The ‘curry mile’ in Rusholme, Manchester, is situated just two miles south of the city centre in an area which is densely populated and has a large contingent of students. Subsequently, the area’s restaurants and takeaways, with their late-night opening hours, enjoy a roaring trade, not only from the students but also from the wider community, with many restaurants filled to capacity on weekend-nights. This popularity has opened up many opportunities for the Bangladeshi community in Manchester.
Business and job opportunities come in many shapes and forms. Of course, there are the obvious; owning a restaurant or take-away, and the positions of chefs, kitchen assistants, front of house staff, and cleaners which naturally follow.
However, there are many more opportunities that arise when businesses become successful. The services of accountants, solicitors, business advisors, shop fitters, construction workers, tradesmen and suppliers are all required by the businesses occupying the ‘curry mile’. These service providers in turn will need a range of staff with varying skills in order to function successfully.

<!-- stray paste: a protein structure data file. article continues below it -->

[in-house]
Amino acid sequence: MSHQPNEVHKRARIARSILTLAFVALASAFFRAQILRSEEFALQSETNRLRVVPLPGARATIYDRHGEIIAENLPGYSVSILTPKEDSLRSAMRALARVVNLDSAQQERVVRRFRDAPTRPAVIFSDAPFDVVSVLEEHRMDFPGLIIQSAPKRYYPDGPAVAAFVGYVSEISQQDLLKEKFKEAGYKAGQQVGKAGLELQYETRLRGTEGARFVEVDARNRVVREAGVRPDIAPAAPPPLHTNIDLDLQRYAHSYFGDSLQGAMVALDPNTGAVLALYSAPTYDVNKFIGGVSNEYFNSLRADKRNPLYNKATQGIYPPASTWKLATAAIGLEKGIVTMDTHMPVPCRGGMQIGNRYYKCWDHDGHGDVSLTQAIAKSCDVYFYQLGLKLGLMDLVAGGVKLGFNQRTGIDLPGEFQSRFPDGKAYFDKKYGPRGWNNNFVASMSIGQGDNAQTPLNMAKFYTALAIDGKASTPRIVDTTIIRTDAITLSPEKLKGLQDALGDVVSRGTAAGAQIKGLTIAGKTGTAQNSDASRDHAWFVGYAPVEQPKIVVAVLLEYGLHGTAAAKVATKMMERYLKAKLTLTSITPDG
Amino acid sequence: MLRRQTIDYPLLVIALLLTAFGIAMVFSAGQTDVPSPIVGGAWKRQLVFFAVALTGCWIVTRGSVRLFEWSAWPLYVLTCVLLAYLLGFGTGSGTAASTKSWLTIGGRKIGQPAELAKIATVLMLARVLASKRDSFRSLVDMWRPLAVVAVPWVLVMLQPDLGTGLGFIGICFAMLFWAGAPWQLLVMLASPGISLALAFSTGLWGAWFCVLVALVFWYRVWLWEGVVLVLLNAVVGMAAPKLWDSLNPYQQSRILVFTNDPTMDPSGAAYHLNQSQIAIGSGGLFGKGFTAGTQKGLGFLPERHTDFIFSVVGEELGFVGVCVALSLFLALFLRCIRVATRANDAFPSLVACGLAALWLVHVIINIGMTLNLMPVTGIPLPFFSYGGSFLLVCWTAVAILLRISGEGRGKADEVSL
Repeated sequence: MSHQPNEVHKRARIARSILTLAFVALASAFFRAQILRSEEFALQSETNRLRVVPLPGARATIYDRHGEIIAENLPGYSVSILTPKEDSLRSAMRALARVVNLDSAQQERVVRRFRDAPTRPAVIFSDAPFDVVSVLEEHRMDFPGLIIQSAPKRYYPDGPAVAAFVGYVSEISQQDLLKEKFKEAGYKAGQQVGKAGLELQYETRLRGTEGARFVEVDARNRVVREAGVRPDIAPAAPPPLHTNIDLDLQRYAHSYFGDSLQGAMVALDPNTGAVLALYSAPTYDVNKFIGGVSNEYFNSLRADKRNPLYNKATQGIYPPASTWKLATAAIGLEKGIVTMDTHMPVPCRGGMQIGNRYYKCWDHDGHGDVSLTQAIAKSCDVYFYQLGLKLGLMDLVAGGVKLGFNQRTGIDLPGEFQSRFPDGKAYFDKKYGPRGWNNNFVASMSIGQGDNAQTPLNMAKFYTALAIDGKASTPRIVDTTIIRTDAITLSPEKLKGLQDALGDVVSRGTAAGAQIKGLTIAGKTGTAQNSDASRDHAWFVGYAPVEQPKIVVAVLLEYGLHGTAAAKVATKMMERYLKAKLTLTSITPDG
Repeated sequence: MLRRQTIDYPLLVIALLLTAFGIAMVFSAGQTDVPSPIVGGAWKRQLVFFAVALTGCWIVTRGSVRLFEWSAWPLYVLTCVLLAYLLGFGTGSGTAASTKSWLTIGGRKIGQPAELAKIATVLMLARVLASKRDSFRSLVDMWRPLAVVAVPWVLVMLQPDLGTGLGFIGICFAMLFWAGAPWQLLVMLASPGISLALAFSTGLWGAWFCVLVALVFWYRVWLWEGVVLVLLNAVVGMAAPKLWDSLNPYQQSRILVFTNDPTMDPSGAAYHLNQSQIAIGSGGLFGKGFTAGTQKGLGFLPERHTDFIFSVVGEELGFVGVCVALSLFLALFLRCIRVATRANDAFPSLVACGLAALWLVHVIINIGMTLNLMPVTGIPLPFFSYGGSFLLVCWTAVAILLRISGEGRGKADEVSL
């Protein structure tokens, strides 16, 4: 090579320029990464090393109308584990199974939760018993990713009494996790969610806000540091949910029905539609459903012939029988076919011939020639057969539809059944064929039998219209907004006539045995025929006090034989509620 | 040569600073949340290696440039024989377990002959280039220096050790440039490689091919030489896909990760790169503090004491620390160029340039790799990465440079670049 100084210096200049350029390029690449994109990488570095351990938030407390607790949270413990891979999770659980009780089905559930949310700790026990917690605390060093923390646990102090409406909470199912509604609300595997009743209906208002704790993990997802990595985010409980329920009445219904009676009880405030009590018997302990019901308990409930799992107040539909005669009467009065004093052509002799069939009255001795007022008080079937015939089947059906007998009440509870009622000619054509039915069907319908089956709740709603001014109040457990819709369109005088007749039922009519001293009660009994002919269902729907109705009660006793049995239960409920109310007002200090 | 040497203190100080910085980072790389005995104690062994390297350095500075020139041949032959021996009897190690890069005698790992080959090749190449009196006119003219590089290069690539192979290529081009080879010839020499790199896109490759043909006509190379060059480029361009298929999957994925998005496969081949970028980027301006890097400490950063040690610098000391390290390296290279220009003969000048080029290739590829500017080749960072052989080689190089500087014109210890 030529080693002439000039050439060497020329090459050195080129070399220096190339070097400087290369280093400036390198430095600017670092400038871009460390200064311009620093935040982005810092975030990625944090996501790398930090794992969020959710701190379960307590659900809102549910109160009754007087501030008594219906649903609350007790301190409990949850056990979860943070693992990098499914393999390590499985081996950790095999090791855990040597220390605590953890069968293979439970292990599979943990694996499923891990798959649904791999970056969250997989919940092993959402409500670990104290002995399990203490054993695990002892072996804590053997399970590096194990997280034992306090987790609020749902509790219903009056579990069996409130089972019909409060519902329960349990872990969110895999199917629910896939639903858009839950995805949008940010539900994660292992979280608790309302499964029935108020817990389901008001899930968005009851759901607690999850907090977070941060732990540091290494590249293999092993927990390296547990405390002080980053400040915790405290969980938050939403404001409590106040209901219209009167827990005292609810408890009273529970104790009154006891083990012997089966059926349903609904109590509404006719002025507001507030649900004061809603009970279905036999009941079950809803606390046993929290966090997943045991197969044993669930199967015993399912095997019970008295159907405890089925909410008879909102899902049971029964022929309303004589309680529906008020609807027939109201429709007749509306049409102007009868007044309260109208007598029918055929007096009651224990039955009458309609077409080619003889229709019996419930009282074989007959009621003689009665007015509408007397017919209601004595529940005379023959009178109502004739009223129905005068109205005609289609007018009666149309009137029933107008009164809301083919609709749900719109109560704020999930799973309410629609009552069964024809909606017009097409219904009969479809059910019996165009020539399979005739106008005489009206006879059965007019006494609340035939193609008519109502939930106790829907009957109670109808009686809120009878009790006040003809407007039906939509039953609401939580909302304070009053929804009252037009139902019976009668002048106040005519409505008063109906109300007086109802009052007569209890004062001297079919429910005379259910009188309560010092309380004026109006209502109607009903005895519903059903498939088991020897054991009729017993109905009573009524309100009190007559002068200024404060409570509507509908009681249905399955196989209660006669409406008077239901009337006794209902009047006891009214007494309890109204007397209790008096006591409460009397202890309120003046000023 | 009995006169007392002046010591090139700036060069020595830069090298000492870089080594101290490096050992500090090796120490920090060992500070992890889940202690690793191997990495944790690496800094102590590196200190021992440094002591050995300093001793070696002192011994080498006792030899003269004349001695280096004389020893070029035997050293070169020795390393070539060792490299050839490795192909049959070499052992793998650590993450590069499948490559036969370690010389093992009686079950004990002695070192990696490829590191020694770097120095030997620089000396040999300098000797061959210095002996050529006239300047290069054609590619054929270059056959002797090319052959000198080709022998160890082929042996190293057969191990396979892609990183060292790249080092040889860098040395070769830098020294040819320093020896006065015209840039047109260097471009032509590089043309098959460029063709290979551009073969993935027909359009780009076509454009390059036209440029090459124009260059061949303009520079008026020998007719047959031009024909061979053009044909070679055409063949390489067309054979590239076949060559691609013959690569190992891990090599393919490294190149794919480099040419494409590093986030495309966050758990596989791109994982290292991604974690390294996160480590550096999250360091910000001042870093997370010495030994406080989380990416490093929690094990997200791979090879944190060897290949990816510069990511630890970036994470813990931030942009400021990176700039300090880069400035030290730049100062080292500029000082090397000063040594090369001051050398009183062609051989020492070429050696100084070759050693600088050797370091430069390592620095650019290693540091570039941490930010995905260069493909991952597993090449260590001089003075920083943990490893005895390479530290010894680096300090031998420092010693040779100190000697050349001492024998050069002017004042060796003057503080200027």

More investment in business naturally leads to more jobs for the community, which in turn brings more money into the community, meaning there is even more opportunity for further investment and spending in areas such as housing, clothing stores, and all the usual community focused commercial and cultural amenities.
The popularity of the ‘curry mile’ also offers a chance for unrelated business opportunities in the form of traditional arts and crafts outlets, daytime-opening cafes, convenience shops, and taxi companies, to bring even more consumers to the area.
All of this means that the Bangladeshi community in Manchester can now experience more possibilities and scope for employment and investment than ever before. This leads to a more affluent and cohesive community that also forms a basis for future generations to carry on the development and success instigated by their predecessors.